The Hughsletter #80

Good morning!

I announced last night that I am quitting Facebook. Not because I am bad at it, but frankly, because I am very good at it. And that tricks me into thinking I am working. And that is a problem.

So I am pulling the plug. Several dozen of you signed up here because of that announcement, and thus, this is your first edition of The Hughsletter.

Welcome. We are glad you are here.

This project started as a weekly newsletter about The Relentless Pursuit of Beauty as a prophylactic against the ugliness of the world. I send links every week to things I think are beautiful, and tell you about books I have liked or movies that resonated, and along the way share things that interest me.

It’s about teaching yourself to find beautiful things – because they are everywhere.

Here are five things I thought were beautiful.

  • Shepard Fairey, the iconic artist behind Obama’s Hope poster in 2008 released new artwork for the 2017 inauguration. It’s available free and in high resolution (I printed them out and put them above my desk at work).
  • They have finally released the trailer for the movie Loving Vincent – a movie honoring Vincent Van Goh, animated by oil painting in the style of Vincent Van Goh. (This is so cool – check out this behind the scenes video to see how it was done.)
  • I am loving the Analog Streets account on Instagram, ran by Lisa Guerriero. Urban American landscape at its best. I love her eye for detail and neon signs.
  • Alan Williams is a recycled metal artist, and the subject of a mini-documentary. “Trash to treasure” is a category that always catches my eye, especially when it’s done as well as it is here.
  • It’s fair to say that Pixar changed the way we see animation in this country. But did you know that there are hidden references in the films to each other? Disney just released this short that shows how they are all connected.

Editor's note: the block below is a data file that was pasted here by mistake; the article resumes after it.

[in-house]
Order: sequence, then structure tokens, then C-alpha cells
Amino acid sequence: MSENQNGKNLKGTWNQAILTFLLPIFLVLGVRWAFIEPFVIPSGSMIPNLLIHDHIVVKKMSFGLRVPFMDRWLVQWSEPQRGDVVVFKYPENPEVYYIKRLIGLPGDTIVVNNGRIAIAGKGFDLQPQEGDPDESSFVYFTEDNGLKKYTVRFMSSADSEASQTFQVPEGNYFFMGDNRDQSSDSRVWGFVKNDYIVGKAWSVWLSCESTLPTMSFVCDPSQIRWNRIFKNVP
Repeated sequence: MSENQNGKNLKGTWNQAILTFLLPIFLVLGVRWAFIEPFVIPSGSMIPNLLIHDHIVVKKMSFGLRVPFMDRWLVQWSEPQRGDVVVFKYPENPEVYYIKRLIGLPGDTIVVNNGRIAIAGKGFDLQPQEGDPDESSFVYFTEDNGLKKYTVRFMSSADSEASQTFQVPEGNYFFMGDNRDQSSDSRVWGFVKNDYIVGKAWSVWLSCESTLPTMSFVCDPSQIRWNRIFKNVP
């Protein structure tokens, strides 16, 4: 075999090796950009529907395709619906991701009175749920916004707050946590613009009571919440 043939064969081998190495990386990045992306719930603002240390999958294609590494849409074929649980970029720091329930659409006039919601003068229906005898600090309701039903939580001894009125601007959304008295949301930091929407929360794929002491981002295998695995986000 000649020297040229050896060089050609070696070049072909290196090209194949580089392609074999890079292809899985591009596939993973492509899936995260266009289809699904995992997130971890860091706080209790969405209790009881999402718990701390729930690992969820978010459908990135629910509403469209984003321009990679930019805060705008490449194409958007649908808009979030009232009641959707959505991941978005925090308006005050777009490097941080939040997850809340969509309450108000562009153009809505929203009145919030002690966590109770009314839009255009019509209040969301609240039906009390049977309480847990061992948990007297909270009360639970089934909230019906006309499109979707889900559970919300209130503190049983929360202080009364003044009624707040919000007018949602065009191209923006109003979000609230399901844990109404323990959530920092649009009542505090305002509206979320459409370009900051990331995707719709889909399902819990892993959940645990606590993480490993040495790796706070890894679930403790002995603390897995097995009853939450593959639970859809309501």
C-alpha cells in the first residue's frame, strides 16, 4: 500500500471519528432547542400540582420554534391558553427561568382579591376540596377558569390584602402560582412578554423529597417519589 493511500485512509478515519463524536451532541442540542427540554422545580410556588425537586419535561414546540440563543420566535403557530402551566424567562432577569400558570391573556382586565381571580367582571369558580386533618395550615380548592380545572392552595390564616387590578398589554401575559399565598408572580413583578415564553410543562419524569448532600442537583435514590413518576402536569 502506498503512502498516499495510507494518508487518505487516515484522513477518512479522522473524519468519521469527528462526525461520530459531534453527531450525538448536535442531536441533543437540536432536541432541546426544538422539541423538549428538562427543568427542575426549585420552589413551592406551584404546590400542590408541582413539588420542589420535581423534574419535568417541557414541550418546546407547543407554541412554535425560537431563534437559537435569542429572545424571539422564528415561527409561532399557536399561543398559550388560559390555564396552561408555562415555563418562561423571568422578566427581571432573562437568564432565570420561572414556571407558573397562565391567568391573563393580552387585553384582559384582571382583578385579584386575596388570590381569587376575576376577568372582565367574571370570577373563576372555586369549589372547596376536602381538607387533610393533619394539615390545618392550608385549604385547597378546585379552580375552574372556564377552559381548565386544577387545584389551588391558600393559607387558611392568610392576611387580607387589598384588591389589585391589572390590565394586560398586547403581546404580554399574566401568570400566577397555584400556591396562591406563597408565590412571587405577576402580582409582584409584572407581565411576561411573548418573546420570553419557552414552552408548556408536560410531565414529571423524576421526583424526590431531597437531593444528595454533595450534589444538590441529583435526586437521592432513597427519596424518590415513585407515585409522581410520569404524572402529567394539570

I just finished The Republic of Tea – a whimsical business book (that probably isn’t a phrase that gets uttered much) that details the history of startup of the company also called The Republic of Tea written in the early 1990’s.

It is epistolary in format – meaning they used letters (or in this case, faxes!) to structure the book. It consists of fax messages between the three founders as they dream of why the world needs this business to exist, and why they do. If you have ever started anything, I think you will find kindred spirits here. And if you haven’t, you may decide to after reading it. (It’s only .99 on the Kindle right now!)


This is issue #80 of this project, and I love doing it. But I have had to make some decisions about it. The list is now at a size where it is starting to have hard financial costs to do it, in addition to the several hours a week it takes to do it right.

I am asking you to please consider becoming a “sustaining member” of this newsletter for $4 a month (or, if more convenient, $48 a year). You will get my undying gratitude and extra content (on occasion) no one else does. You will also get to support something you enjoy, and what we support in this world tends to stay around.

Please Note: It’s entirely optional. If you don’t want to support this project, that’s cool. You can continue to read for free as long as I decide to keep doing this. But if this is important to you – if I am important to you – I am going to ask if you would consider it.

You can get all the details on how to be a member here.

Take care of yourself, and each other.

Hugh Hollowell
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